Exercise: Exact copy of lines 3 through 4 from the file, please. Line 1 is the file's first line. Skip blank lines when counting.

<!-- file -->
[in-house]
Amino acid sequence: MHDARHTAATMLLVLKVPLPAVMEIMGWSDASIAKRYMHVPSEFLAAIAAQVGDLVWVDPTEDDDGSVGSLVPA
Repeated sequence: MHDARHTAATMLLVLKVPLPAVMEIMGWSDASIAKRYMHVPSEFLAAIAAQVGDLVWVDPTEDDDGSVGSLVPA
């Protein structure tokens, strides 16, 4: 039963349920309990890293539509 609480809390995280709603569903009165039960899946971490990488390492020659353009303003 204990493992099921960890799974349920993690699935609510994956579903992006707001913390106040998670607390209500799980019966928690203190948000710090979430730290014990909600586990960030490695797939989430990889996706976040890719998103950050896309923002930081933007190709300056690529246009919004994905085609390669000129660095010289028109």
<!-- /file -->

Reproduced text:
Repeated sequence: MHDARHTAATMLLVLKVPLPAVMEIMGWSDASIAKRYMHVPSEFLAAIAAQVGDLVWVDPTEDDDGSVGSLVPA
């Protein structure tokens, strides 16, 4: 039963349920309990890293539509 609480809390995280709603569903009165039960899946971490990488390492020659353009303003 204990493992099921960890799974349920993690699935609510994956579903992006707001913390106040998670607390209500799980019966928690203190948000710090979430730290014990909600586990960030490695797939989430990889996706976040890719998103950050896309923002930081933007190709300056690529246009919004994905085609390669000129660095010289028109």